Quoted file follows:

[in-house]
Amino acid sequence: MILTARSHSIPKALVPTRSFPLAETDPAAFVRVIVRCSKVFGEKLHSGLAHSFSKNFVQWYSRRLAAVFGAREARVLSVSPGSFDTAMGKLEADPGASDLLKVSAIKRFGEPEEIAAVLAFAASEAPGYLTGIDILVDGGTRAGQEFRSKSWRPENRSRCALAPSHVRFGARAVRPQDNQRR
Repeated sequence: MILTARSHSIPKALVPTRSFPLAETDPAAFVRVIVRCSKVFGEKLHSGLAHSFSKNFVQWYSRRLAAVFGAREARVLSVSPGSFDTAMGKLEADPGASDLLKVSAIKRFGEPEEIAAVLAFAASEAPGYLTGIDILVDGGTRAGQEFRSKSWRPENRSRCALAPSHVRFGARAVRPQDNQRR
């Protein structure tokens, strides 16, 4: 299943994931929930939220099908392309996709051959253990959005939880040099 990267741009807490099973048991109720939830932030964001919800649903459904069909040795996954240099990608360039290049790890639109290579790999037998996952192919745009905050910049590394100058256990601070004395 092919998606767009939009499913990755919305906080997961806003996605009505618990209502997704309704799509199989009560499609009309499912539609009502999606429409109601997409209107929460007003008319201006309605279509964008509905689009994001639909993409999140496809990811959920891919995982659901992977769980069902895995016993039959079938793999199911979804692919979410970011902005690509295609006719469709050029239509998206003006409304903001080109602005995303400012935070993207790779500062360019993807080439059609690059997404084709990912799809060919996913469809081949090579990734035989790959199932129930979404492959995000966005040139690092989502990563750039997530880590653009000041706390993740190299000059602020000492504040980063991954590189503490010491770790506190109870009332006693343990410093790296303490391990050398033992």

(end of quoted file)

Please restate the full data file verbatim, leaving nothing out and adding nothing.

[in-house]
Amino acid sequence: MILTARSHSIPKALVPTRSFPLAETDPAAFVRVIVRCSKVFGEKLHSGLAHSFSKNFVQWYSRRLAAVFGAREARVLSVSPGSFDTAMGKLEADPGASDLLKVSAIKRFGEPEEIAAVLAFAASEAPGYLTGIDILVDGGTRAGQEFRSKSWRPENRSRCALAPSHVRFGARAVRPQDNQRR
Repeated sequence: MILTARSHSIPKALVPTRSFPLAETDPAAFVRVIVRCSKVFGEKLHSGLAHSFSKNFVQWYSRRLAAVFGAREARVLSVSPGSFDTAMGKLEADPGASDLLKVSAIKRFGEPEEIAAVLAFAASEAPGYLTGIDILVDGGTRAGQEFRSKSWRPENRSRCALAPSHVRFGARAVRPQDNQRR
């Protein structure tokens, strides 16, 4: 299943994931929930939220099908392309996709051959253990959005939880040099 990267741009807490099973048991109720939830932030964001919800649903459904069909040795996954240099990608360039290049790890639109290579790999037998996952192919745009905050910049590394100058256990601070004395 092919998606767009939009499913990755919305906080997961806003996605009505618990209502997704309704799509199989009560499609009309499912539609009502999606429409109601997409209107929460007003008319201006309605279509964008509905689009994001639909993409999140496809990811959920891919995982659901992977769980069902895995016993039959079938793999199911979804692919979410970011902005690509295609006719469709050029239509998206003006409304903001080109602005995303400012935070993207790779500062360019993807080439059609690059997404084709990912799809060919996913469809081949090579990734035989790959199932129930979404492959995000966005040139690092989502990563750039997530880590653009000041706390993740190299000059602020000492504040980063991954590189503490010491770790506190109870009332006693343990410093790296303490391990050398033992």